About the local dimension of the native ad, we used a mixed solution. First, based on parameters sent to the ad by the website which classifies offers per area, we knew from which area the offers that the user was consulting were coming from. Then, we were using geoIP location to pick the right ad content from our database, overlapping it with the area data sent by the website. The goal was to provide a very local ad content to a specific user that the native ad “blends” well within the webpage offers. For mobile traffic, the user’s location was not used as geoIP is not reliable.
About the relevance of the content, we used again parameters sent by the website. Based on the page’s category the user was browsing, we were selecting the proper ad content from our database.
Based on all of this, we were adapting native content on the fly, displaying the right product picture and information, matching the category and the location from where the user was from and in what area he was looking for something.
Adapting To User’s Behavior
Websites have different audiences and these audiences have different behaviors based on who they are what they are browsing. Our partner had a very good picture of what his users were consulting, how they consumed the content of the website, how many pages they would browse per category and how long they would stay on the website.
Based on the number the partner gave us, we set up an ad content strategy to ensure that all along a session on the website, a user would get as varied as possible ad content each time he was browsing a new page, within the area and category constraints.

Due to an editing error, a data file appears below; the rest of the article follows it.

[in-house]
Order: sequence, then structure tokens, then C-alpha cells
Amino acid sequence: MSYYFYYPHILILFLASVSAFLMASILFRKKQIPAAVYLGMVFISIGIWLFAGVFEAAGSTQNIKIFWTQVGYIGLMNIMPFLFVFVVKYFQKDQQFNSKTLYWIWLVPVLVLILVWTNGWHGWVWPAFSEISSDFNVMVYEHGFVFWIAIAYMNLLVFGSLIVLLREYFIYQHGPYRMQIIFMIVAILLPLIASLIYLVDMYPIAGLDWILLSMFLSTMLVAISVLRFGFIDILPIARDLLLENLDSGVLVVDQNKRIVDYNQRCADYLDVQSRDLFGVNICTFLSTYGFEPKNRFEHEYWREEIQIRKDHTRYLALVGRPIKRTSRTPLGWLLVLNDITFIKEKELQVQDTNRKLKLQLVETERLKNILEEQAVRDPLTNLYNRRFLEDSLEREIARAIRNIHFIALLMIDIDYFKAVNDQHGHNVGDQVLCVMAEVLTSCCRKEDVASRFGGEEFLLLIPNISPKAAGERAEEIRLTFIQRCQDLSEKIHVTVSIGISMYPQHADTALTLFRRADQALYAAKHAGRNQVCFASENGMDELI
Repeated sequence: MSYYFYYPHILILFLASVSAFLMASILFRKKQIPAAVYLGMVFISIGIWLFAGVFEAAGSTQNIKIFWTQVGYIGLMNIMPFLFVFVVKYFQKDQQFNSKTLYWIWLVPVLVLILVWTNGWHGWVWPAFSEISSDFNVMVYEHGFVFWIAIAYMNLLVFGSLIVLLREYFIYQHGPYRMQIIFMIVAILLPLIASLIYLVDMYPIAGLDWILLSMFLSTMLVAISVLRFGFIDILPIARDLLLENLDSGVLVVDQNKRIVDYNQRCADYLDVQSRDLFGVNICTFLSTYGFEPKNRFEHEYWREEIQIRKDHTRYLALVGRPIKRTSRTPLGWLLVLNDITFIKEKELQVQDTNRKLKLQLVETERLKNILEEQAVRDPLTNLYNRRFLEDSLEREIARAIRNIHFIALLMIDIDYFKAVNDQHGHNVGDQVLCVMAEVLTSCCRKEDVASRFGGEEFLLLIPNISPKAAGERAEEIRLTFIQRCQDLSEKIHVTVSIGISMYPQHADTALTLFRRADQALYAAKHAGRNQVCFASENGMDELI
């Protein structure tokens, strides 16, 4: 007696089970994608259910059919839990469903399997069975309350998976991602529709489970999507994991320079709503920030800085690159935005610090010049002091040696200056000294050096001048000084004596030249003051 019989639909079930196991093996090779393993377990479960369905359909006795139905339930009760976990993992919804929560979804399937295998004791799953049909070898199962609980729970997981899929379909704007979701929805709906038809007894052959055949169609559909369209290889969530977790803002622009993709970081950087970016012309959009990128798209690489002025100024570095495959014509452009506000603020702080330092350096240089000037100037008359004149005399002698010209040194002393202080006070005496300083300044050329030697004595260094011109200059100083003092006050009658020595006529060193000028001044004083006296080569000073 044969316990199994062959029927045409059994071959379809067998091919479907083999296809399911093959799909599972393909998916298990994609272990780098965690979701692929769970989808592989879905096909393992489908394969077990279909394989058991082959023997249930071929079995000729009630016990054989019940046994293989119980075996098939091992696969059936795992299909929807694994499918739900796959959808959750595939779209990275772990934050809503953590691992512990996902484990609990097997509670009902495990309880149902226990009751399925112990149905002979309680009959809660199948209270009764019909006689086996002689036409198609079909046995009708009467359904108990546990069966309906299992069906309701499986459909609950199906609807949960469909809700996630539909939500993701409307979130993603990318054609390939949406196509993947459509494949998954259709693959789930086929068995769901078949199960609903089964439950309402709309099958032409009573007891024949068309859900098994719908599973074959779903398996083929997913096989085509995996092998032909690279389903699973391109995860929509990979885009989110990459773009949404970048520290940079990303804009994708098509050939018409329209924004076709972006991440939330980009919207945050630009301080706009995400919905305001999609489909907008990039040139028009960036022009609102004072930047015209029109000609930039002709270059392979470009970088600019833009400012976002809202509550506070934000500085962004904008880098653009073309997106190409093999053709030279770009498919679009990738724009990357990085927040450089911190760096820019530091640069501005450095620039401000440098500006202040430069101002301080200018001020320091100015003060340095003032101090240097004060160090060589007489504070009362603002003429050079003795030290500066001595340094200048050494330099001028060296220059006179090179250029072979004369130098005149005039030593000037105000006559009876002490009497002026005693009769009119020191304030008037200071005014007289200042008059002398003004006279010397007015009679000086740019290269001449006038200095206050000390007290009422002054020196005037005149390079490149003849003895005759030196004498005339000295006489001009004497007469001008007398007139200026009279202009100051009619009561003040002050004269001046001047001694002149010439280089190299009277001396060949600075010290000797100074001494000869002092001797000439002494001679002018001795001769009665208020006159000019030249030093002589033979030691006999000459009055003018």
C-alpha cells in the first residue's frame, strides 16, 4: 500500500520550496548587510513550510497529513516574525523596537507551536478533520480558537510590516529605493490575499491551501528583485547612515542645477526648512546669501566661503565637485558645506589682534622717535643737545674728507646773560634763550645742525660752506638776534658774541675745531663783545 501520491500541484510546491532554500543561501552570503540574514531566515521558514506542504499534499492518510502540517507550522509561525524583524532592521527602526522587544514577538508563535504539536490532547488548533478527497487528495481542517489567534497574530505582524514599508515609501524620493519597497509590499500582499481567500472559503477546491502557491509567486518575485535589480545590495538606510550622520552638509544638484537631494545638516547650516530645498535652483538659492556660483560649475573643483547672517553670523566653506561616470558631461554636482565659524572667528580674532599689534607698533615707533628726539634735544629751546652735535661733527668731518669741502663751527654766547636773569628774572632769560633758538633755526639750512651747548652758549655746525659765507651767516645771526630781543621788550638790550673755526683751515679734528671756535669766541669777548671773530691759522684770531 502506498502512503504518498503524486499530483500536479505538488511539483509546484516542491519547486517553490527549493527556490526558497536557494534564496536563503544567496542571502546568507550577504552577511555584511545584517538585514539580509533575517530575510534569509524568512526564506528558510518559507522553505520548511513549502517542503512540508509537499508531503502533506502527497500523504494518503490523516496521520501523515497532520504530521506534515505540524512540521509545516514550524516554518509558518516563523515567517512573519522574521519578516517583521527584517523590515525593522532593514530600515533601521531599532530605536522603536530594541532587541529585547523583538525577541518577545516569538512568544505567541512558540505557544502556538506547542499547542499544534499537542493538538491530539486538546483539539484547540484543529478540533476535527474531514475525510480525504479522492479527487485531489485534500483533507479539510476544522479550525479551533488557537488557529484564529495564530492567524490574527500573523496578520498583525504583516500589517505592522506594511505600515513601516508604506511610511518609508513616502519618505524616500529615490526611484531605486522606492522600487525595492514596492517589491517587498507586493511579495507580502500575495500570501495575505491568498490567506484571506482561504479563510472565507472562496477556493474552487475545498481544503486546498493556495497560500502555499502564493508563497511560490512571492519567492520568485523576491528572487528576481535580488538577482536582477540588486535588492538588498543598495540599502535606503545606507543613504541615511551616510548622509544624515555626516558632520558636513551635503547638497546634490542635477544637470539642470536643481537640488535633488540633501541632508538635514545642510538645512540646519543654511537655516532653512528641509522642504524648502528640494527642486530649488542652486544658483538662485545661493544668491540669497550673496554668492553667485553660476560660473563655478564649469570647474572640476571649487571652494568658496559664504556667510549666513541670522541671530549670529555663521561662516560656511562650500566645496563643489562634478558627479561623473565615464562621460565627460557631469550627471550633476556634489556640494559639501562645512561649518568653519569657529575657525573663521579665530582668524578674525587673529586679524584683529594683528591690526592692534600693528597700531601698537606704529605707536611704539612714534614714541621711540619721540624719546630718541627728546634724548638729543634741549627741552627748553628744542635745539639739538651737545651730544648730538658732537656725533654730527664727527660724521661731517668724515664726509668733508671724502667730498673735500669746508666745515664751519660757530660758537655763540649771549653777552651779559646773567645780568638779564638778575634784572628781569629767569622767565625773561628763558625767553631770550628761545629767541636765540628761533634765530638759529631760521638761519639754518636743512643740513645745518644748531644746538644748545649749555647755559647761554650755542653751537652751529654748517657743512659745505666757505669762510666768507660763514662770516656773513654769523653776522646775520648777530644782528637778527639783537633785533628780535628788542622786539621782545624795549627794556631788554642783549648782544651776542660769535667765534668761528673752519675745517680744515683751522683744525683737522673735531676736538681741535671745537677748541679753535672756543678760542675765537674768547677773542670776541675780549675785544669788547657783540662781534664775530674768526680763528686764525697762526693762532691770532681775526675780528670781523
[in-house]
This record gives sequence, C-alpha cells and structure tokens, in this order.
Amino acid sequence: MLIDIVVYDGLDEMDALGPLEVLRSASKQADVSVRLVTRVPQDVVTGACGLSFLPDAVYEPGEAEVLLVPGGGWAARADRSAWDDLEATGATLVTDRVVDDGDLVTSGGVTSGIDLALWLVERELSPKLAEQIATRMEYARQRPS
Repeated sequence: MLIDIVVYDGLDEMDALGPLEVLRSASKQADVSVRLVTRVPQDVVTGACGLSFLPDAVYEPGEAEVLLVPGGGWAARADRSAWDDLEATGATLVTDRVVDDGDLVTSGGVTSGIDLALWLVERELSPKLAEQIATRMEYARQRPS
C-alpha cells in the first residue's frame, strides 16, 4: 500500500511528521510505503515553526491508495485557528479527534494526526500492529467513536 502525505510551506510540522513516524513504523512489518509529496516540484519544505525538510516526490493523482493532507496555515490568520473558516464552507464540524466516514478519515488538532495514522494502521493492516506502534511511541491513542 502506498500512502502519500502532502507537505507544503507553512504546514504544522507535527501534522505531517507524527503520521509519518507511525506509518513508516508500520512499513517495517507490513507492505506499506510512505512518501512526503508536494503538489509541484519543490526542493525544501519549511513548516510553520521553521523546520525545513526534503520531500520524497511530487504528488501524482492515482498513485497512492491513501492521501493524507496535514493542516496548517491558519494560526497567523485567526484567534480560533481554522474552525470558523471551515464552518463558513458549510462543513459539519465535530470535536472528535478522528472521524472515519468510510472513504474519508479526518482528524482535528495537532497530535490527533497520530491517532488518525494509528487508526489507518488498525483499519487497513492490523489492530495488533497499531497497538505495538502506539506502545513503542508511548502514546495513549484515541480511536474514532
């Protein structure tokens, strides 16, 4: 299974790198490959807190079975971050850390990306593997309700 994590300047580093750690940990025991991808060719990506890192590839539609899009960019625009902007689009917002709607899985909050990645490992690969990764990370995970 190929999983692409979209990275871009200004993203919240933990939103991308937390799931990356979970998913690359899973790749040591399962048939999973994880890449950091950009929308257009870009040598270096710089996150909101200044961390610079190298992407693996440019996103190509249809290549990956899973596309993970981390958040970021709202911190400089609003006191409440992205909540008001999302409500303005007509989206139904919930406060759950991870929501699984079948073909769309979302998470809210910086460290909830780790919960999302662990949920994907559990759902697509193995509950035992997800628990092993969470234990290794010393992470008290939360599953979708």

We used cookies and PHP user session to ensure that:
- On each page he was browsing, he would see the two native ad instances with a different content.
- For a 10 minutes duration, which was the average user’s session time on the website, none of the previously displayed content in the native ad would be served again, unless we didn’t have enough content available based on the category and area constraints. In this case, we would display again some content the user has already seen.
After another round of tests on partner’s test pages, the native ad was rolled out on a single category to see how it performs.
The partner was concerned about two things:
- Is the raw performance of the native ad worth it?
- Will it cannibalize revenue from other classical display ads?
The very first day, it generated around € 900 revenue for roughly 8,000 clicks. For the next following month, revenue per day kept growing up to € 3,000 and a click average range between 9,000 and 10,000 clicks per day. EPC was around 0.3. The partner was happy with the revenue growth trend from the native ad as we fine-tuned its behavior during the first weeks.
The other good news was that the native ad was not impacting the revenue from the other display ads. The native ad was likely targeting a different population segment than the one generating revenue through classic display ads. It meant that this native format and the way we handled it was generating an extra revenue for the partner.
Since then, the partner deployed the native ad on other webpages categories with the same success.